Trauma recovery and medication

Magic pills

Being a survivor of sexual trauma and a psychology student, I read a lot of self help and psychology books.

Being a banker, I also read business newspapers. I stumbled upon the business story of the US mental health startup called Cerebral. I could not believe what I was reading.

To make it simple, Cerebral business model is to sell a monthly subscription, which allows members to access prescriptions for antidepressants after a brief online interview with a nurse. After an initial very successful start, financially speaking, they starting to earn less money. The answer : “Cerebral showed that it was half as costly to advertise for ADHD patients than for those with depression and anxiety because each ad dollar yielded more customers.” Off they went, did massive advertising, hired loads of nurses, and prescribed loads of drugs. They landed more than 400 Million $ in financing. And then, guess what: things went haywire. Who could have guessed ?

The banker in me shakes her head: it’s a perfect illustration of how massive quantitative easing (understand money printing) allowed people with half an idea and an absurd level of self confidence to gather money to do grotesque things.

The trauma survivor in me, on the other hand, is plain horrified. How on earth could these guys set up and run this business, basically preying on vulnerable people ? Does someone, somewhere, really believe that the answer to our mental health problems can be a pill, delivered by an iphone app, after a few words with a nurse ?

My non relationship with pills

I have never taken one single pill for mental health. I have been through depressive episodes, acute distress, sleeping problems, never ending obsessions, violent emotional flashbacks, certainty that I was losing my mind, and a few scary suicidal thoughts, but I always refused to take even one sleeping pill. At some stage, it seemed like everyone around me was taking something, and I was still dead set on never, ever doing it.

I can trace back the timing of this decision : adolescence. I have a vivid memory of watching a documentary on TV with my parents. It was about a lovely, beautiful and intelligent writer who was so « in love » with a man who did not care, that every time he went away, she took pills to pass out until he would came back.

I was already looking for ways to understand and find a way out of my internal mess. I could identify with this woman: I had noticed already that I had a thing for guys that did not care. I paid attention.

Years later, this woman had lost her beauty, her brain, and her life. Watching what she had become was painful, and scary. I did not take a decision consciously there and then, but something in me did, and did not change her mind during the following decades. I’m still in that space.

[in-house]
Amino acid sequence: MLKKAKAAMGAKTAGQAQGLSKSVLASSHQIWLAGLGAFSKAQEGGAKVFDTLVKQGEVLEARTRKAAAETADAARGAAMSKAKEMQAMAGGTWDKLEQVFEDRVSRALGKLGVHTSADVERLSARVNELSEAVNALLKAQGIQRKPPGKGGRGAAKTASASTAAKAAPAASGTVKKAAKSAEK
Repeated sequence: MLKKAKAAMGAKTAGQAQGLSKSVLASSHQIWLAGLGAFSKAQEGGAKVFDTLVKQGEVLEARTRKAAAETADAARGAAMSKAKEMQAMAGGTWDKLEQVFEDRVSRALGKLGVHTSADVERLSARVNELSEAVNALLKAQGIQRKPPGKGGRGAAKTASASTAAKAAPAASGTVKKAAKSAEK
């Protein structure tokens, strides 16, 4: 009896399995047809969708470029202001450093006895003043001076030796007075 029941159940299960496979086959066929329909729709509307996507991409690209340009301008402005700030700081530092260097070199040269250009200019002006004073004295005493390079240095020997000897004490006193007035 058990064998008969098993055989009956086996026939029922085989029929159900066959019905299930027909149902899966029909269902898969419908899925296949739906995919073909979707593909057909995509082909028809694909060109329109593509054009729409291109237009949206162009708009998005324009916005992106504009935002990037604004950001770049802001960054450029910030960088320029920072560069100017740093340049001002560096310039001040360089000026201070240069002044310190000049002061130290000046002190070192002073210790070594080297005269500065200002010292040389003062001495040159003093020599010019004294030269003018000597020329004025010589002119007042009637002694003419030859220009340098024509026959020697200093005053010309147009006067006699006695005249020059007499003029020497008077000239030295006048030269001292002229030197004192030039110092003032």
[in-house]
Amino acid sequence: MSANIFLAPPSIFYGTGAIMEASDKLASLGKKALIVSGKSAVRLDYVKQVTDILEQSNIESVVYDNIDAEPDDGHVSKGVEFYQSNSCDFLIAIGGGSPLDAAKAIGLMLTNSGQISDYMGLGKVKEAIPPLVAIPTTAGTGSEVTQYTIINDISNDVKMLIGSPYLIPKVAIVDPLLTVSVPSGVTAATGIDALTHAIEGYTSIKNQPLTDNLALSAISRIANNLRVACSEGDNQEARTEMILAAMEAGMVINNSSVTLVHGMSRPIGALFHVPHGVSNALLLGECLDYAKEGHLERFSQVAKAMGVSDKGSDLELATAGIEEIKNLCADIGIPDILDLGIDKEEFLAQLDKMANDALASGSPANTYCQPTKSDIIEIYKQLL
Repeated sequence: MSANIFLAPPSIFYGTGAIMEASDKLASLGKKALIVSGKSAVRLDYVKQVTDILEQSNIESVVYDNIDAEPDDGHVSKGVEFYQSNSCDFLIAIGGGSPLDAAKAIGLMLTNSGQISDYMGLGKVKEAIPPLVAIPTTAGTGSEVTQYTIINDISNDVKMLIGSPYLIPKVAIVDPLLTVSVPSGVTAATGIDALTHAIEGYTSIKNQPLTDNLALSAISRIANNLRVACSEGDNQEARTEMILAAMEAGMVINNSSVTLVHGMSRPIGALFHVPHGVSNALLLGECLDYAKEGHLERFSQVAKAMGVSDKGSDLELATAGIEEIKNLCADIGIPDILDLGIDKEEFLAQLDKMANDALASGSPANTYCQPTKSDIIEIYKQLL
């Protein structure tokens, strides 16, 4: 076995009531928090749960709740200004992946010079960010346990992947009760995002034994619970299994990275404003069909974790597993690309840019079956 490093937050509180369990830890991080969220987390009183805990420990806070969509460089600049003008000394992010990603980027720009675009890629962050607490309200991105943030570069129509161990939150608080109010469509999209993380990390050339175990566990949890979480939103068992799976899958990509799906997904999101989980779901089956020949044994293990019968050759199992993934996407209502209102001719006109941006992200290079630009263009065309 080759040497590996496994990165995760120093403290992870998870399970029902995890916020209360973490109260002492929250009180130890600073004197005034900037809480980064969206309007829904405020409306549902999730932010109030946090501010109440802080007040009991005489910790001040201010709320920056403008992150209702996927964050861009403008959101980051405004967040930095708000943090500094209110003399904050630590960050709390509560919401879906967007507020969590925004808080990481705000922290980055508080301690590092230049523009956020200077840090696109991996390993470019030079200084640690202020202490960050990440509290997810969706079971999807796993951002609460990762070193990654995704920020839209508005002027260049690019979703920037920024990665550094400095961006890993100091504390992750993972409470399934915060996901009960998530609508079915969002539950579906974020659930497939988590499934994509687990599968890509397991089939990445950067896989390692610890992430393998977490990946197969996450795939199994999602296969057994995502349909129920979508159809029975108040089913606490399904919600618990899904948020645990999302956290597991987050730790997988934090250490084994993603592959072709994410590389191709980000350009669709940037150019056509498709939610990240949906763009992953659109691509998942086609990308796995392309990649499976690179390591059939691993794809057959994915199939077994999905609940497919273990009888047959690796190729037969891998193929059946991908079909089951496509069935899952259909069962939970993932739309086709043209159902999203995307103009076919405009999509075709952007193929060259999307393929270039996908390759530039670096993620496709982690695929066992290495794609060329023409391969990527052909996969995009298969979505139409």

My non advice on taking pills

As you can see, I have no experience with mental health pills.

I heard, and read, a lot of things. I don’t think that the documentary I saw should influence anyone today: it was in the 90’s, and medication has improved significantly since then.

But I know that a lot of people rely on selling them to make money, or earn a living.

I heard that when trials are organised and interpreted by these people, they yield positive results. The same trials interpreted by really independent people, well, results are seen as meaningless. I read that sport is as effective as antidepressant in some cases, with more pleasant side effects.

I heard friends going to their doctor with a depression, and being prescribed a pill as a kind of « shut up and go away » response. I read psychiatry books talking about medication only. The only tool in the toolbox.

I also have close friends that explained how they needed immediate relief at times, and that only medication could give it to them. For some of us, our internal emotional state is an emergency, a question of life and death. I knew a friend who committed suicide when his incestuous past resurfaced. Danger is real, we should all take it seriously.

So, if the question is « should we take pills or not ? » I have no answer. I did what I think was right for me, but I cannot know for you. I’m not even sure I did the right thing: maybe I made my life more miserable than needed.

My two pieces of advice if you do need to take pills

If your emotional state is too much to bear, that’s fine, go for medication. Here is my take on how to do this though:

  • It’s good to see a doctor, preferably a psychiatrist.

Some meds are better than others for specific conditions. Some meds be taken if you drink alcohol, or take other meds unrelated to mental health. Some may induce suicidal thoughts in certain circumstances (yes!). Some have very unsavory side effects. You need professional, experienced, skilled advice on this. Your mind and your body deserve to be informed by someone else than a company trying to make as much money as possible.

  • Like a painkiller, meds are here for relief; continue to seek help for a cure

Meds will not solve the underlying problem. Read, talk, connect, seek help from fellow survivors and therapists. Solving the underlying problem is doable, and is unrelated to medication. It is another, parallel avenue.

Pills are only making your emotional state temporarily more bearable, and it has value. But no pill can heal you. Only you can…but not alone.

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